BYAN ". HARD.
nis evident that one of the main improvements described in the Hoyt patent consists in using a horizontal partition which divides the vats into upper and lower sections, in place of the old upright or mid·fellow fartition. This also appears from the language of claims 1 and 2, are :now in controversy: "(1) The improvement in beating rags to pulp in a rag-engine having a beater-roll and knives, consisting in circulating the fibrous material and liquid in vertical planes. drawing the same between the knives at the bottom of the vat, carrying it around and over the roll, and delivering it into the uppersection of the vat, substantially as described. "(2) A rag-engine for paper-making, comprising the vat, the beater-roll on a horizontal shaft in one end of the vat, and the horizontal partition dividing the body of the vat into an upper and lower section or passage, the fibrous material and liquill being carried from the lower !lection between the knives, anddellvered over the top of the beater-roll into the upper or passage, substantially as described." :In defendant's machine, which is made under his patent dated August 10, 1886, there is found in substance the old upright partition,and notthe horizontal partition of the Hoyt invention. Consequently, in defendant's machine there are no upper a.nd lower sections, in the sense used in the Hoyt patent. The effect of the Hoyt structure, as set out in the first claim, is to circulate the fibrous material and liquid in vertical planes, but the result is quite different in the Horne machine. A careful examination of the Hoyt patent makes it clear that the defendant's machine does Dot infringe claims 1 and 2, one of the most essential elements found in these claims, and which constitutes in great part the real improvement of Hoyt, is absent from defendant's machine. Bill dismissed.·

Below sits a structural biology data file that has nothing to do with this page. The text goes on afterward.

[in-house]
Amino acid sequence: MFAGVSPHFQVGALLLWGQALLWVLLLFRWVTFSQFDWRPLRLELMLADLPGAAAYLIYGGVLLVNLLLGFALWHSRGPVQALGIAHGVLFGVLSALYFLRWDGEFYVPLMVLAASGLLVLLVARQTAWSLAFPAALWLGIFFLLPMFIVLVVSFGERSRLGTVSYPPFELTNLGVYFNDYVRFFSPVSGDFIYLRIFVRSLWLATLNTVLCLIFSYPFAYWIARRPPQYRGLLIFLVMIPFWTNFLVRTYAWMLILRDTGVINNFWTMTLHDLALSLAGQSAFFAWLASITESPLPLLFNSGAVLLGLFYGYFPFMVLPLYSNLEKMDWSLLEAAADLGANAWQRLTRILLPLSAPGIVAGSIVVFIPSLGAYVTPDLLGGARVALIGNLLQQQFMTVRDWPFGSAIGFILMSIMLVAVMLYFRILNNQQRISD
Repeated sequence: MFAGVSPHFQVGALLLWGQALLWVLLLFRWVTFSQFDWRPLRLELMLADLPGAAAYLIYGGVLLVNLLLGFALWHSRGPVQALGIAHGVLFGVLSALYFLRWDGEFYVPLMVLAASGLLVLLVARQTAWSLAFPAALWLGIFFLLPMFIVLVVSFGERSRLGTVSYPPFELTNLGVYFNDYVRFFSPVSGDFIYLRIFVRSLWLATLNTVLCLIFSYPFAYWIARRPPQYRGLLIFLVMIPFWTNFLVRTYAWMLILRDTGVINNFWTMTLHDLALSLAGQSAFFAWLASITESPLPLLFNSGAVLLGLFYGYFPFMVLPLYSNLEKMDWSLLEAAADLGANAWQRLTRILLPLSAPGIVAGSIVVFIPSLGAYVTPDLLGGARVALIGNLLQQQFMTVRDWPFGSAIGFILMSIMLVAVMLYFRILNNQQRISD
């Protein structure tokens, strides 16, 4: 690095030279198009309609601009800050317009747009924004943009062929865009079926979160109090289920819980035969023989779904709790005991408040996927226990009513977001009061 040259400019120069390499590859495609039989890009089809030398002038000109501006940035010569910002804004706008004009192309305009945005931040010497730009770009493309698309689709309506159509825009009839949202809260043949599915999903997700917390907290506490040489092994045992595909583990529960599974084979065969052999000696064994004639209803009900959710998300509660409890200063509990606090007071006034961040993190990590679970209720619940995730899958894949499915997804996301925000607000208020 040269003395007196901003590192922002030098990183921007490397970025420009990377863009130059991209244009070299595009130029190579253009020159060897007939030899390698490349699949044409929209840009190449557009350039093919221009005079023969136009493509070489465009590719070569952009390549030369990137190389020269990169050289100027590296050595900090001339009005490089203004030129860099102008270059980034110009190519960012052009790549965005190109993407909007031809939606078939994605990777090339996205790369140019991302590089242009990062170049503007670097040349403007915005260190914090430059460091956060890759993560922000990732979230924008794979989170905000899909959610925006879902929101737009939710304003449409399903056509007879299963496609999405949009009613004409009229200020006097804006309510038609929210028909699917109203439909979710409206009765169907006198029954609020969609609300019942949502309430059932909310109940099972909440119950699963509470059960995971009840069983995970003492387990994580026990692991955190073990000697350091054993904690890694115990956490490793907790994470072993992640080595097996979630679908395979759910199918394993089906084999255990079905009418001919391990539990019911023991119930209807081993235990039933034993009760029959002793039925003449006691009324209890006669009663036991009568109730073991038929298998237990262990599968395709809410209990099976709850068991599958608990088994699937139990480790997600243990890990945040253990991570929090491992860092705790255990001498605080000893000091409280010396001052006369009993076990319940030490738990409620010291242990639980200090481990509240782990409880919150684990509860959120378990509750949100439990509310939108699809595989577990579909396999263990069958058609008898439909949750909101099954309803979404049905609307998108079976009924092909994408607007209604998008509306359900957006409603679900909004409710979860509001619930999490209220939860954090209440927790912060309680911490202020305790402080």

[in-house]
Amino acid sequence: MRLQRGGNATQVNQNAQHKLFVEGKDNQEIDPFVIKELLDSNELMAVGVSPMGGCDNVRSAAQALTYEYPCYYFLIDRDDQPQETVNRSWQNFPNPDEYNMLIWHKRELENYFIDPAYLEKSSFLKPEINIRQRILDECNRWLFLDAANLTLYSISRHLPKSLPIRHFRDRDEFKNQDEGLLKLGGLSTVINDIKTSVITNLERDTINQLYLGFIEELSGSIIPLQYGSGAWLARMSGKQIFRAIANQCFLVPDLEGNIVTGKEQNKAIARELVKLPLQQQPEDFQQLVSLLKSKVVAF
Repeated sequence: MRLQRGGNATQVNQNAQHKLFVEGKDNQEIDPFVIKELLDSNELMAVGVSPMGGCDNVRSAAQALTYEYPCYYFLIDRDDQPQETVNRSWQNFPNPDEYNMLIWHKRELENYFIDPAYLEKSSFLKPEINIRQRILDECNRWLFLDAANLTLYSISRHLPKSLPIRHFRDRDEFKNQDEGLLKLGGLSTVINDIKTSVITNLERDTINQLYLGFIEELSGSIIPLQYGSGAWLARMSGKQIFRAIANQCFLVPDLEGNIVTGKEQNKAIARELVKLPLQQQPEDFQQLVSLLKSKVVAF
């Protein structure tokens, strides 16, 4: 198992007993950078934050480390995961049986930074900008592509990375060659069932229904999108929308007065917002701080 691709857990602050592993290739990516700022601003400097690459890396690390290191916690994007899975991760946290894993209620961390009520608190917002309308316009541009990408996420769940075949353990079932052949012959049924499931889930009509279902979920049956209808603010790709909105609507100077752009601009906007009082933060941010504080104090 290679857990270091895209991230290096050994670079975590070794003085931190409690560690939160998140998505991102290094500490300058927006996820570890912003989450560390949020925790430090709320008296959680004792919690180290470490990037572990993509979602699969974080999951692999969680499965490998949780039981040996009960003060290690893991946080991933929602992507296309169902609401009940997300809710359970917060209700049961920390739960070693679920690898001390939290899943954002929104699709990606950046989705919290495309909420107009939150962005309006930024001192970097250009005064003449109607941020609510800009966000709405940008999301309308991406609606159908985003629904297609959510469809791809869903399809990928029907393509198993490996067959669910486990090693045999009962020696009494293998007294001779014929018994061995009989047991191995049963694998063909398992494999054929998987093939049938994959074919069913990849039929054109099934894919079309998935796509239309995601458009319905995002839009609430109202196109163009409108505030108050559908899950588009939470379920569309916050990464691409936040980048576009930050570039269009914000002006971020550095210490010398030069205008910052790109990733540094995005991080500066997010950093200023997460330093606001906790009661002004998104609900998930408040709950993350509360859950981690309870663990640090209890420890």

HARD et ale
(Circuit (Jourt, N. D. N(f/J) York. August 18, 1888.)
PATBNTIl1l'OB lNvENTIONS-INFBINGEMENT-WOVEN-WmE BED·BoTTOM&.
Letters patent No. 241,321. granted to C. H. Dunks and J. B. Ryan, May 10, 1881, for an improvement in swing woven-wire bed-bottoms, whichconslsta
in attaching the woven-wire fabric to a swinging crosscbar suspended byheU. cal springs from the end rails of the bedstead, are void for want of novelty. being but the substitution of one well·known material for anthe other.
InEquity. , 'Action by James B. Ryan and another against Charles H. Hard and another, to restrain infringement of letters patent No. 241,321. Leonard B. Sutrotfor complainants. James B. Jenkina, for defendants.
TQ.is is an equity action, founded upon letters patent No. to O. H. Dunks and J. B. Ryan, May 10,1881, for an
improvement in "swing woven-wire bed-bottoms." The essential feature of the invention consists in attaching the woven-wire fabric lo a ing cross-bar, which in turn is suspended by helical springs from the end rails of the bedstead. The patentees assert that by this arrangement are secured all the advantages of a swinging bed,-elasticity, durability, and resiliency,-while sagging iIlthe center, and the sudden jerky motion, in some bed-bottoms, are avoided. The claims in question are as follows·: .
"(1) In a bed-bottom, the cpmbination, with an end rail, of the links or springs, the section of woven-w.ire fabric, and an intermediate connecting transverse bar, provided upon one edge with a throat adllpted to receive the ends of the wire, and upon the opposite side with means of attaching the links or springs, substantially as described. (2) In a bed-bottom, the combination, With the end rail, of the links or sprittgs, the section .of woven-wire fabric, and an intermediate connecting bar consisting of a part to which the fabric is attached, and a part adapted to protect the mattress from contact with the ends of the wire, substantially as set forth."